More than 4,500 individuals worldwide have been certified in corrosion science and technology

Public Affairs ——–
NACE raises the awareness of corrosion control and prevention technology among government agencies and legislators, businesses, professional societies, and the general public.

Standards ——–
NACE’s Technical Practices Committee oversees more than 300 technical committees that research, study, and recommend state-of-the-art corrosion technologies to both the public and private sectors. These committees produce consensus industry standards in the form of test methods, recommended practices, and material requirements. Industries and governments across the globe rely on NACE standards for materials preservation and corrosion control information.

Publications ——–
– Materials Performance, a monthly journal that publishes practical corrosion control applications and case histories for solving corrosion-related problems affecting all industries.

– Corrosion Journal, a monthly technical research journal devoted to taking a critical look at the causes and effects of corrosion processes and the protection of materials in corrosive environments.

– Corrosion Abstracts, a bimonthly reference periodical providing more than 500 abstracts of corrosion-related publications per issue from the world’s leading technical journals and book publishers.

Software ——–
NACE packages the latest in corrosion technology in easy-to-use desktop software programs. Data selection and reference software programs assist engineers with researching, analyzing, and developing advanced corrosion control systems.


Energy Technology Committees

Corrosion and materials degradation control in the generation, conversion, and utilization of energy.

— T-2-4 Material Performance in Power T&D Systems
To facilitate identification and resolution of corrosion-related problems with components of power transmission and distribution systems. The components to be considered are: hardware, conductors, insulators, structures, stations, and other aboveground equipment.

— T-2A Nuclear Systems
To provide scientific and engineering information concerning the performance of materials exposed to environments related to any phase of the generation of energy originating from a nuclear source, and of materials used for disposal of spent nuclear fuels and radioactive wastes.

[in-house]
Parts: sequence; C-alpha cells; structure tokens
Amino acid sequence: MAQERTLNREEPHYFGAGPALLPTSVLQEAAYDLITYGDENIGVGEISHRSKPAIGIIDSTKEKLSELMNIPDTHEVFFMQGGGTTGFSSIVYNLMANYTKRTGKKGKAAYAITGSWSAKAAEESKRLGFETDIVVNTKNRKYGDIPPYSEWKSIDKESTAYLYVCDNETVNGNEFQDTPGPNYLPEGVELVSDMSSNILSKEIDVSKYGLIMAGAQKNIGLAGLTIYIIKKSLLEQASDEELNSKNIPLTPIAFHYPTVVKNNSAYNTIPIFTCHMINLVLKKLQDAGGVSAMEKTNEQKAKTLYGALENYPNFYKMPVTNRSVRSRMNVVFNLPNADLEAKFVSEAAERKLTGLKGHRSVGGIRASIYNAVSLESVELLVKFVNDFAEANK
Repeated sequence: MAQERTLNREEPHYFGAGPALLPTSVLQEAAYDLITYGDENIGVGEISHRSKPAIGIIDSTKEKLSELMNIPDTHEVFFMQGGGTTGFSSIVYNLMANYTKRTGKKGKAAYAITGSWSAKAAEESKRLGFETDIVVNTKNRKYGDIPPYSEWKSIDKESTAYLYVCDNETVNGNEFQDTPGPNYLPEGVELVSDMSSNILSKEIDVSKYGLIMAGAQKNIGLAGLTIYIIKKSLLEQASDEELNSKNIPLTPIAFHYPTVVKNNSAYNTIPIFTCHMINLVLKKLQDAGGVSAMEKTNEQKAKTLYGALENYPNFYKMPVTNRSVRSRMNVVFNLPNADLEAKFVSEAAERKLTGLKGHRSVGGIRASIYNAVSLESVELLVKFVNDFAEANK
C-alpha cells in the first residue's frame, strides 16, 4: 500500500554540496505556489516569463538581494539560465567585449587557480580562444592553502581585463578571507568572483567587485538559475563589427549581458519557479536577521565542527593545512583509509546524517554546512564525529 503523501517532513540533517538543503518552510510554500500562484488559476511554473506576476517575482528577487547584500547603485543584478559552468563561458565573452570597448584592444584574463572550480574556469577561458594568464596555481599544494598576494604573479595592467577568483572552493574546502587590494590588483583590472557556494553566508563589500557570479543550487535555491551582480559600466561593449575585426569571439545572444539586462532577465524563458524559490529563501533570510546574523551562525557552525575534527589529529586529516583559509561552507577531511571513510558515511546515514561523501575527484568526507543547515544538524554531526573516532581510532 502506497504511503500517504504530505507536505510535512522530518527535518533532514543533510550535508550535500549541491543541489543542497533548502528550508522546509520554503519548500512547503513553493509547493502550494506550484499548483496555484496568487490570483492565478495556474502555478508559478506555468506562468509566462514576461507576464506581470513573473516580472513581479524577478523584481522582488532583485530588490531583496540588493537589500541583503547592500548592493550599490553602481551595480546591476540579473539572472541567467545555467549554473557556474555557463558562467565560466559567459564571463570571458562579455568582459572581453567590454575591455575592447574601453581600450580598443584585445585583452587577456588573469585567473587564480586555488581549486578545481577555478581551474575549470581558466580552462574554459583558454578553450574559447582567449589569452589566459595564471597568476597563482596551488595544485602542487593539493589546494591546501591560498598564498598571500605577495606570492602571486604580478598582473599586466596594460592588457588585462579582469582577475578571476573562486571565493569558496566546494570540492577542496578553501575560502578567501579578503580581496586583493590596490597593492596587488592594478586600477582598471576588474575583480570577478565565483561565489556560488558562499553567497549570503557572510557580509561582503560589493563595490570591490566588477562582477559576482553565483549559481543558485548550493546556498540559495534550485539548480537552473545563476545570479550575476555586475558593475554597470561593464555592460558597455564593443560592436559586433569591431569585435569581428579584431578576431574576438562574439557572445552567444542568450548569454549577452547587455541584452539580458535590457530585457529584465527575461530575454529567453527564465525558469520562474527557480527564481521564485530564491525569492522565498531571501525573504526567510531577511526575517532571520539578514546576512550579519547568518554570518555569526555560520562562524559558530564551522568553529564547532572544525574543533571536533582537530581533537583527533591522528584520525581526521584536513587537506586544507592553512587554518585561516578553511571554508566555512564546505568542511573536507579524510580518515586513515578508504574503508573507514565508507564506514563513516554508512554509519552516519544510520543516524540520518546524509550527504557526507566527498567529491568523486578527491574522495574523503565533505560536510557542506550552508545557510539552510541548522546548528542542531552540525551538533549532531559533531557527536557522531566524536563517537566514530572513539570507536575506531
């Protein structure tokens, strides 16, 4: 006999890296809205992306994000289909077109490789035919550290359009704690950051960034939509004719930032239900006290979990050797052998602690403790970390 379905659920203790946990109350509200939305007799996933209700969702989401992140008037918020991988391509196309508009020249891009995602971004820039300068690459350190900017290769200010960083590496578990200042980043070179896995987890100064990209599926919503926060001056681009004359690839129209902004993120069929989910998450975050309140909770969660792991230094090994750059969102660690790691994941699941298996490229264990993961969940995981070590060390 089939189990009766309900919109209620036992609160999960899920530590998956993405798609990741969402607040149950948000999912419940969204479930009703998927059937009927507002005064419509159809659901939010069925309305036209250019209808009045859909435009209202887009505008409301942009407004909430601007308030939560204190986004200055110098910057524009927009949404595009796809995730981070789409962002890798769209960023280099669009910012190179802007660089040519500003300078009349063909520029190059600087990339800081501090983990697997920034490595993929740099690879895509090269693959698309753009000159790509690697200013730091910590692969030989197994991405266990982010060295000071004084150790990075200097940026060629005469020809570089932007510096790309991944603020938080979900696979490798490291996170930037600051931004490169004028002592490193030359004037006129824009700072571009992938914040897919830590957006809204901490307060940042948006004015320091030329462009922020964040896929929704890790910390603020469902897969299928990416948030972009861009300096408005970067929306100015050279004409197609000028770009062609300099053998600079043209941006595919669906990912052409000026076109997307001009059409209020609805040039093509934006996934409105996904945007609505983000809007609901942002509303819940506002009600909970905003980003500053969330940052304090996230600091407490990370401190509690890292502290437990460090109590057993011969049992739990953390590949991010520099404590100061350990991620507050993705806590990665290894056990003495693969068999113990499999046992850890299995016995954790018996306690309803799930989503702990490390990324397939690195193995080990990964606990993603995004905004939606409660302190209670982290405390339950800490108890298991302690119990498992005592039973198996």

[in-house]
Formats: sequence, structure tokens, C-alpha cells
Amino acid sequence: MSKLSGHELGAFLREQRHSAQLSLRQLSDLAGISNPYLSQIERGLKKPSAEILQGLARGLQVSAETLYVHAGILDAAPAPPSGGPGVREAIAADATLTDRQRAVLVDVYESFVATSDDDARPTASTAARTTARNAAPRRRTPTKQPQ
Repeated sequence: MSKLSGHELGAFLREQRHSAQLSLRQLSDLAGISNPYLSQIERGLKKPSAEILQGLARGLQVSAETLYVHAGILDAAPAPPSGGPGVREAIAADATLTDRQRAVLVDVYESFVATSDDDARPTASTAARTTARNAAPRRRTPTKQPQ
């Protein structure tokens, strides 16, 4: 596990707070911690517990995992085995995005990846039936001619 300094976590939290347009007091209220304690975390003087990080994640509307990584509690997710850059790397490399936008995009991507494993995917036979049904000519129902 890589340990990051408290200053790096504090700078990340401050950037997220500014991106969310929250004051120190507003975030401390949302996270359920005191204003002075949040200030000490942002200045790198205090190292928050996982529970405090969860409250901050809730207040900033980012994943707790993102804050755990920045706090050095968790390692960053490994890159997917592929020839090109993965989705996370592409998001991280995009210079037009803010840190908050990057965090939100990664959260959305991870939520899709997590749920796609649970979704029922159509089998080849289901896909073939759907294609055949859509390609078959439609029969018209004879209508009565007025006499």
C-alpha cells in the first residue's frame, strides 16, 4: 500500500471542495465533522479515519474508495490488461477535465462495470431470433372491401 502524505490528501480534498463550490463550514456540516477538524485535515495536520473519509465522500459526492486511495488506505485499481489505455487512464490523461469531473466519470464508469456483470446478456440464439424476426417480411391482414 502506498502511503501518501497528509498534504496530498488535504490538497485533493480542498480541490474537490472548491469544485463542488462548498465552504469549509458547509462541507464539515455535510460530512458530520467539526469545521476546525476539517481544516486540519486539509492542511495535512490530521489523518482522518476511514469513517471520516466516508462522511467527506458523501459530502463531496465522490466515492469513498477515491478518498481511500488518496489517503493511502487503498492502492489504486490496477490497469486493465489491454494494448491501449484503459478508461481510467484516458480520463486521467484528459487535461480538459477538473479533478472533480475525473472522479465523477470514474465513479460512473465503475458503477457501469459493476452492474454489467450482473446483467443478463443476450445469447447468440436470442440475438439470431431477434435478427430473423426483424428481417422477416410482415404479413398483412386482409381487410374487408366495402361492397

— T-2A-2 Interim Storage of Radioactive Liquid Waste
To examine corrosion of radioactive liquid waste storage and transfer systems. This assignment includes material selection, corrosion monitoring, control, and research activities associated with the interim storage of radioactive liquid wastes and their impact on safety and the environment. Specific areas of interest include: life prediction, corrosion surveillance, corrosion control, degradation mechanisms, and tank structural integrity.

— T-2E Geothermal Systems
To identify methods and materials for the control of degradation proceses in the extraction, conversion, and utilization of geothermal resources.

— T-2F Fossil Fuel Combustion and Conversion
Materials performance in the generation and utilization of energy derived from combustion of fossil fuels and in systems converting fossil fuels into gaseous and liquid products. Areas of coverage are fireside combustion systems, including waste incineration. In the synfuels sector, areas covered are coal conversion (gasification; liquefaction) and extraction of oil from tar sands (bitumens) and shale.

T-2F-1/T-5-1 Materials Problems in Waste Incinerator Fireside and Air Pollution Control Equipment
To provide a forum for exchange of information on the performance of materials in incineration facilities for chemical, municipal, and toxic wastes, and combustion facilities for low-grade and biomass fuels. Scope encompasses associated energy recovery and emission control systems.

Dual Source Heat Pumps

Subject: UFTO Note – Dual Source Heat Pumps
Date: Thu, 20 Feb 1997 16:59:16 -0800
From: Ed Beardsworth

| ** UFTO ** Edward Beardsworth ** Consultant
| 951 Lincoln Ave. tel 415-328-5670
| Palo Alto CA 94301-3041 fax 415-328-5675

Dual Source Heat Pumps

New types of heat pumps are coming on the market. Dual Source heat pumps combine both ground-source (geothermal) and air-source, and promise significant cost and performance improvements over existing systems. (E-Source will issue a major report in the very near future entitled “Dual Source Heat Pumps, The Sleeping Giant”.) Note that is not the same thing as “dual-fuel”, which usually refers to gas/electric systems.

Compared with ground source, the dual source uses a smaller ground loop, which is easier and cheaper to install, especially in retrofit situations. It’s cold weather performance and overall efficiency is better than air source systems.

There are two basic types. One is “direct expansion”, where the refrigerant itself is circulated in the ground loop. The other uses a glycol solution in the ground loop.

Geothermal Technologies, Inc. (GeoTech) offers the direct expansion type of system that circulates refrigerant through both ground loop and air coil. In the milder portion of the heating and cooling seasons when conventional heat pumps are still very efficient, the heat pump provides heating or cooling via the air coil. During extreme temperatures, the system relies entirely on the ground coil for heat exchange. According to the manufacturer, this configuration allows their dual-source system to operate most efficiently in middle latitude states.

Currently, GeoTech dual-source heat pumps operate in 12 test homes. According to preliminary findings, GeoTech expects its energy-efficiency to be within 5% of geothermal heat pumps but with a total installed cost of $1,000 to $2,500 less. Although payback periods for most geothermal systems are said to range from 3 to 7 years depending on climate, GeoTech expects its system to have a payback of 1-1/2 to 4 years.

GeoTech also offers an improved lower cost ground source heat pump system, based on design inprovements over poorly performing units sold by U.S. Power which went out of business.

Contact: Mike Housh, (513)423-1923.
Geothermal Technologies, Inc. , Middletown OH 45042